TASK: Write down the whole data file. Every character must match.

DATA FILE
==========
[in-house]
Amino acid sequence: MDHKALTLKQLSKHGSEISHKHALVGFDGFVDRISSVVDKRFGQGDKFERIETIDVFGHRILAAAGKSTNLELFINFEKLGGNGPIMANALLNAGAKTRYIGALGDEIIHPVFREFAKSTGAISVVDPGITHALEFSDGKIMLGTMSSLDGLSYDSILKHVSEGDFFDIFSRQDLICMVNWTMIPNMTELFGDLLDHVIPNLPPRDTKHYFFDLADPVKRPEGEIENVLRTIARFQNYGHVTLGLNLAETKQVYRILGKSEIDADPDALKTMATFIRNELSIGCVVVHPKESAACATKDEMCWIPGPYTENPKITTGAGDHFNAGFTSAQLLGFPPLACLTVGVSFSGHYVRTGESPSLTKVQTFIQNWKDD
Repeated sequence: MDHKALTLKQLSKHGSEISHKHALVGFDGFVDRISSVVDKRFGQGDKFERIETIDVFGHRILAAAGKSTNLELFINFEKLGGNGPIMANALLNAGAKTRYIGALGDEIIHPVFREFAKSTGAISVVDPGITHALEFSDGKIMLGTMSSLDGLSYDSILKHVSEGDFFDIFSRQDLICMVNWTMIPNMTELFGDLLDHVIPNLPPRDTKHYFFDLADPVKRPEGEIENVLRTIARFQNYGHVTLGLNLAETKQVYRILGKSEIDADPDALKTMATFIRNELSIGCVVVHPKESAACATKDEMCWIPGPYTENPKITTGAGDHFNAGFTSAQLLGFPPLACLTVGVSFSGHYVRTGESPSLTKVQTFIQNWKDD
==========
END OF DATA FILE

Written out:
[in-house]
Amino acid sequence: MDHKALTLKQLSKHGSEISHKHALVGFDGFVDRISSVVDKRFGQGDKFERIETIDVFGHRILAAAGKSTNLELFINFEKLGGNGPIMANALLNAGAKTRYIGALGDEIIHPVFREFAKSTGAISVVDPGITHALEFSDGKIMLGTMSSLDGLSYDSILKHVSEGDFFDIFSRQDLICMVNWTMIPNMTELFGDLLDHVIPNLPPRDTKHYFFDLADPVKRPEGEIENVLRTIARFQNYGHVTLGLNLAETKQVYRILGKSEIDADPDALKTMATFIRNELSIGCVVVHPKESAACATKDEMCWIPGPYTENPKITTGAGDHFNAGFTSAQLLGFPPLACLTVGVSFSGHYVRTGESPSLTKVQTFIQNWKDD
Repeated sequence: MDHKALTLKQLSKHGSEISHKHALVGFDGFVDRISSVVDKRFGQGDKFERIETIDVFGHRILAAAGKSTNLELFINFEKLGGNGPIMANALLNAGAKTRYIGALGDEIIHPVFREFAKSTGAISVVDPGITHALEFSDGKIMLGTMSSLDGLSYDSILKHVSEGDFFDIFSRQDLICMVNWTMIPNMTELFGDLLDHVIPNLPPRDTKHYFFDLADPVKRPEGEIENVLRTIARFQNYGHVTLGLNLAETKQVYRILGKSEIDADPDALKTMATFIRNELSIGCVVVHPKESAACATKDEMCWIPGPYTENPKITTGAGDHFNAGFTSAQLLGFPPLACLTVGVSFSGHYVRTGESPSLTKVQTFIQNWKDD